OS is essential to Arminian beliefs because it says that humans chose sin; not God. This is why you'll find very few (1)true ECs and TEs that aren't Reformed.

I'm not entirely sure what the Catholic explanation for this is. I'm assuming that it's along the lines of Adam and Eve being allegorical and not literal - meaning, that there was a point in where God placed His image upon mankind or a race of men. In turn, they fell into sin and passed their sins on to their children. Something like that.

(1)I say true because most haven't studied the theology behind accepting evolution as fact (which means Genesis isn't literal) while dealing with Original Sin.

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06-12-2012, 05:22 PM
RE: Catholicism and Evolution
KC, if I interpreted your response correctly, you're saying that Adam, Eve, and the fruit may be allegory but the concept is still that early man, way back, in the beginning, became sinful and passed on the sins of the father to later generations, such that everyone is still born sinful and in need of salvation? So it's not really just a matter of "we have a sinful nature" but "we were all born sinners because of our ancestors"?

I guess that still includes the concept of Original Sin but with Genesis being taken as a parable - the Original Sin "originates" not with some guy named Adam with poor decision making skills, but with all of our sinful ancestors committing sins and passing them down.

But that is not quite what my coworker was saying. He was essentially including the idea that Original Sin is also part of the parable and not to be taken as literal, that we're not born sinners, but rather, we're born with a sinful nature and a brain to rationalize sinful behavior as being OK, therefore we're all prone to sin and we all will sin because of this nature, thus we need a savior.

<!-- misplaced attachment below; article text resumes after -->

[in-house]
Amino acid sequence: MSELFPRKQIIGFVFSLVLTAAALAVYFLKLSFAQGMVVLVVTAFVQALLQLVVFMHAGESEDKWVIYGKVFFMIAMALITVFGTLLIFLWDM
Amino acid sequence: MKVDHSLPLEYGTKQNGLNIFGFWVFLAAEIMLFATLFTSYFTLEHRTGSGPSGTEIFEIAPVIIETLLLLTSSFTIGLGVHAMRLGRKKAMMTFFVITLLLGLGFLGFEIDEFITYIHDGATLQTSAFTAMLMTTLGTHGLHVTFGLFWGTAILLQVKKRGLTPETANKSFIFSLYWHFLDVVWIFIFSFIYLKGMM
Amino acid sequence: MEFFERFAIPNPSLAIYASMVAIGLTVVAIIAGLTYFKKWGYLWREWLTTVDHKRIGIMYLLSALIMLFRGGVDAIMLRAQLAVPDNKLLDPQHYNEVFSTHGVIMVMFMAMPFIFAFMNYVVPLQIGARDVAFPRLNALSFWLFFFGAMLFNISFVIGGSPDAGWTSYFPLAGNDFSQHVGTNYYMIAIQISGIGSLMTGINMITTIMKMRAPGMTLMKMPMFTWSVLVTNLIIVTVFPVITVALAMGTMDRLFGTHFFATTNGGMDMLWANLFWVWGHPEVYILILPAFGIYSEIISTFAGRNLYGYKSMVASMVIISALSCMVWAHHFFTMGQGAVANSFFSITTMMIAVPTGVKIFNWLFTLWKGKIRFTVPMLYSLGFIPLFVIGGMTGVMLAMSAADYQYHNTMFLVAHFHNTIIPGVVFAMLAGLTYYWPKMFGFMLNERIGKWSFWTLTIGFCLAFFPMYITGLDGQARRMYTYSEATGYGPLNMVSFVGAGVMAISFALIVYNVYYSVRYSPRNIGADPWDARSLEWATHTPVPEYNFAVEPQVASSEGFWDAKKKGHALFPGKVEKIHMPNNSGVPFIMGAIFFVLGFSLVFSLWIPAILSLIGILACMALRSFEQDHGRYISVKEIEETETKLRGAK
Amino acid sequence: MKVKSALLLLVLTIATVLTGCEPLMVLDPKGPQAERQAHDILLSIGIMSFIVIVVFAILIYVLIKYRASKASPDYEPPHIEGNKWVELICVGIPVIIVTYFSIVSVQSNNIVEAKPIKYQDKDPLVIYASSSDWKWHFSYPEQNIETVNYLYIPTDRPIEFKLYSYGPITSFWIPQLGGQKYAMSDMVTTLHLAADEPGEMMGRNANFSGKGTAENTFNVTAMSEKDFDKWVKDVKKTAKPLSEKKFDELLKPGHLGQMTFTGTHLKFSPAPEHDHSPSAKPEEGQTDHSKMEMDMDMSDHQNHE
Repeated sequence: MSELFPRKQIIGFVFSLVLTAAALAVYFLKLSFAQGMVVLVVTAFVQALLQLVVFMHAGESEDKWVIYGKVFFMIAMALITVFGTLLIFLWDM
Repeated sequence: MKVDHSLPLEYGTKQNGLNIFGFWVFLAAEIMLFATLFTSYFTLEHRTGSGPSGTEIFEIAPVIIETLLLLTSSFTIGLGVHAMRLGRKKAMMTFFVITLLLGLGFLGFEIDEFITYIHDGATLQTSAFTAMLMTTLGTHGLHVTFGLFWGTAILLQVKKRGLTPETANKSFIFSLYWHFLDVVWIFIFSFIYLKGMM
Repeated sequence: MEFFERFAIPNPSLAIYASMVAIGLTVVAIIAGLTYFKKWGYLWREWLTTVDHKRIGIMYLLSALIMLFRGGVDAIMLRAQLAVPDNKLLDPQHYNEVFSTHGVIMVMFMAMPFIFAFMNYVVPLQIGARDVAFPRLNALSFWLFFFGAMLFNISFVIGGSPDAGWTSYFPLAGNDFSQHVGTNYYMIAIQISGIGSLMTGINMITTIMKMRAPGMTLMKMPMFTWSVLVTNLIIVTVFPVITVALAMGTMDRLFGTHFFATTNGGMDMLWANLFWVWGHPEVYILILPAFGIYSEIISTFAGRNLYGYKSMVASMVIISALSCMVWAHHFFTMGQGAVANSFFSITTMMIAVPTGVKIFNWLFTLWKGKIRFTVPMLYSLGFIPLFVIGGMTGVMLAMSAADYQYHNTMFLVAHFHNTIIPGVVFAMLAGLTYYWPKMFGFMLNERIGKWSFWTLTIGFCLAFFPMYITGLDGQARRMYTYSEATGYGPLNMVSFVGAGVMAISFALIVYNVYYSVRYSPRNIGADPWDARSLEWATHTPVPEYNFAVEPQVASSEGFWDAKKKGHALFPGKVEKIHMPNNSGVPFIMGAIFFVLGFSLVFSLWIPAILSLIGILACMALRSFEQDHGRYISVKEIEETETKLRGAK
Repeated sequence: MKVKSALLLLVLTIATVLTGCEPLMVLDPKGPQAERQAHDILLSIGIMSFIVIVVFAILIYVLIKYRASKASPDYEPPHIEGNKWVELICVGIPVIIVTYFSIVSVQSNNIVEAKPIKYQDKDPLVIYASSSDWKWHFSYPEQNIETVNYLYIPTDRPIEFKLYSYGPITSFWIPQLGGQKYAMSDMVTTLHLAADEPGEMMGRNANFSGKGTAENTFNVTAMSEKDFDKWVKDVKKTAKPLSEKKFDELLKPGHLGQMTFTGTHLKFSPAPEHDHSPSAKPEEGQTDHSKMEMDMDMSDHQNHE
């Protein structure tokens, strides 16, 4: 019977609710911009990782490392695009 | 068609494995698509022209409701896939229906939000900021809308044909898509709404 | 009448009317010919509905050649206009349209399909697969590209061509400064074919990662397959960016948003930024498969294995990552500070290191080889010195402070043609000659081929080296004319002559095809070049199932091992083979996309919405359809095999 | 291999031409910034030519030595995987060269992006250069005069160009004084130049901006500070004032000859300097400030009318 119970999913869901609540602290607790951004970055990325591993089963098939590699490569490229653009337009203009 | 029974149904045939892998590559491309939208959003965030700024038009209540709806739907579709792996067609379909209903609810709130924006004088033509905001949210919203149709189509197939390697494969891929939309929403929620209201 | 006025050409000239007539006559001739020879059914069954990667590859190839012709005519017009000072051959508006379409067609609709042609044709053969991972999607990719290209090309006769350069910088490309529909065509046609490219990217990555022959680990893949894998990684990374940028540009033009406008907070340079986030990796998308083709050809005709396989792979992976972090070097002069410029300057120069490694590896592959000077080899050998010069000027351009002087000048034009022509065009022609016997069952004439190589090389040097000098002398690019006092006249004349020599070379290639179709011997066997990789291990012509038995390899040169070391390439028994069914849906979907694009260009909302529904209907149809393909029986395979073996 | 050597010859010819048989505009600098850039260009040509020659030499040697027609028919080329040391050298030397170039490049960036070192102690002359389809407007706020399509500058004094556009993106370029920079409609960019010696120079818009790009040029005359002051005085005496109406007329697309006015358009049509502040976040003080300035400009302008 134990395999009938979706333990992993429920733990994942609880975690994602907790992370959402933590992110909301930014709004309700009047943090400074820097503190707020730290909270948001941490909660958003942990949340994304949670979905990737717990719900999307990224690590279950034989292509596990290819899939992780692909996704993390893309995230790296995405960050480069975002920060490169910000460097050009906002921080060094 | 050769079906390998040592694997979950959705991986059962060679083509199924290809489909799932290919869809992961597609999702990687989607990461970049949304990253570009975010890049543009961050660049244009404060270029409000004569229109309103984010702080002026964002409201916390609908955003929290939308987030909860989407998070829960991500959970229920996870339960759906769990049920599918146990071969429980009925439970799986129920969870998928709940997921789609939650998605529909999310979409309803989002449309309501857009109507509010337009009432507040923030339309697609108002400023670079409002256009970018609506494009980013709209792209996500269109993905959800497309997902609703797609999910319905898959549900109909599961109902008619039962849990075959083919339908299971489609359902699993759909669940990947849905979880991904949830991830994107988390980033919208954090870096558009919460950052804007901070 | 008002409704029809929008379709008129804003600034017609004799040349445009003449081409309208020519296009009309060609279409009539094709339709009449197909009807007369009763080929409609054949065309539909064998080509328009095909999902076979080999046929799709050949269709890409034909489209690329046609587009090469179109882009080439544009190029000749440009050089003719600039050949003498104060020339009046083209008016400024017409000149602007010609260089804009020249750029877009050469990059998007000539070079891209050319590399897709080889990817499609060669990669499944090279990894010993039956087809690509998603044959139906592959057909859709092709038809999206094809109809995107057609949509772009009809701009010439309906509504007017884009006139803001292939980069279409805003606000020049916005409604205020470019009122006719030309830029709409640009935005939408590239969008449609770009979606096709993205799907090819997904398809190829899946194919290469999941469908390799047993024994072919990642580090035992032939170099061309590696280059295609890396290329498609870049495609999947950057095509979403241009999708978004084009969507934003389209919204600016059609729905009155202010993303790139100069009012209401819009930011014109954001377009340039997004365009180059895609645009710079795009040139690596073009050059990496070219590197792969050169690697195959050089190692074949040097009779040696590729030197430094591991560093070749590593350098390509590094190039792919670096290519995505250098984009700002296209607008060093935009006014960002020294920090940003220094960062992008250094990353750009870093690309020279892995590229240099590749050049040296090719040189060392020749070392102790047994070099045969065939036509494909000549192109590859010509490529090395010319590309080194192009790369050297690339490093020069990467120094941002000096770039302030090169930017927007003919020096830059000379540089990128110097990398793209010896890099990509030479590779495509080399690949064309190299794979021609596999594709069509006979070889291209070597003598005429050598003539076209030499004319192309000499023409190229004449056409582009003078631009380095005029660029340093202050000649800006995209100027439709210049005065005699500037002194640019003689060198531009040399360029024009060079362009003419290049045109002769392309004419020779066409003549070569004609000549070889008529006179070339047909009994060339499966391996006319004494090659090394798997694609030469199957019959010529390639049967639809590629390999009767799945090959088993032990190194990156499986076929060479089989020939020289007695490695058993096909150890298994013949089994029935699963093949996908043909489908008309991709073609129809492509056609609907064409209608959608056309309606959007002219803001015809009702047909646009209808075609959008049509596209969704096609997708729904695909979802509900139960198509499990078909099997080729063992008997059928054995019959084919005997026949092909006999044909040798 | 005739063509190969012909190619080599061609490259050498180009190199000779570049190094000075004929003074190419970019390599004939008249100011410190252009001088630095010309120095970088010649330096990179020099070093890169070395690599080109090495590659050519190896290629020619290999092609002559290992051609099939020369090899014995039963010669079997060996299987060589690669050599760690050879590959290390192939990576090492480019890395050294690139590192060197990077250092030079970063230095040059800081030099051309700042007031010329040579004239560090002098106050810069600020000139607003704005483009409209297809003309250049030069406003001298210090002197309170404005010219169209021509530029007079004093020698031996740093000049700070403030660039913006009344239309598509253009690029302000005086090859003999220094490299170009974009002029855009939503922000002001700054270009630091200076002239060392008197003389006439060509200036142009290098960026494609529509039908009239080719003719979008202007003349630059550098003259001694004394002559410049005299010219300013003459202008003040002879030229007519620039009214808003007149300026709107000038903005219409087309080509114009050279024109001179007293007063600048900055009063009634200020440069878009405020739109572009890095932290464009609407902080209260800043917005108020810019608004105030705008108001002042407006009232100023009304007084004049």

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06-12-2012, 05:34 PM
RE: Catholicism and Evolution
(06-12-2012 05:22 PM)Aseptic Skeptic Wrote:  KC, if I interpreted your response correctly, you're saying that Adam, Eve, and the fruit may be allegory but the concept is still that early man, way back, in the beginning, became sinful and passed on the sins of the father to later generations, such that everyone is still born sinful and in need of salvation? So it's not really just a matter of "we have a sinful nature" but "we were all born sinners because of our ancestors"?

I guess that still includes the concept of Original Sin but with Genesis being taken as a parable - the Original Sin "originates" not with some guy named Adam with poor decision making skills, but with all of our sinful ancestors committing sins and passing them down.

But that is not quite what my coworker was saying. He was essentially including the idea that Original Sin is also part of the parable and not to be taken as literal, that we're not born sinners, but rather, we're born with a sinful nature and a brain to rationalize sinful behavior as being OK, therefore we're all prone to sin and we all will sin because of this nature, thus we need a savior.
Yeah, that's a theological pickle.

Ask him this:

If we're not born sinners, then how can we choose sin? With a propensity to sin, that makes you a sinner.

A perfect being cannot choose to be imperfect. If so, then the being was never perfect to begin with.

Meaning: A person without sin cannot choose to do something they do not possess. If they have the potential to sin, then they possess sin.

Another example - Infinite cannot become finite. If so, then it was never infinite to begin with.

This is all the same case. Perfect cannot move into imperfect.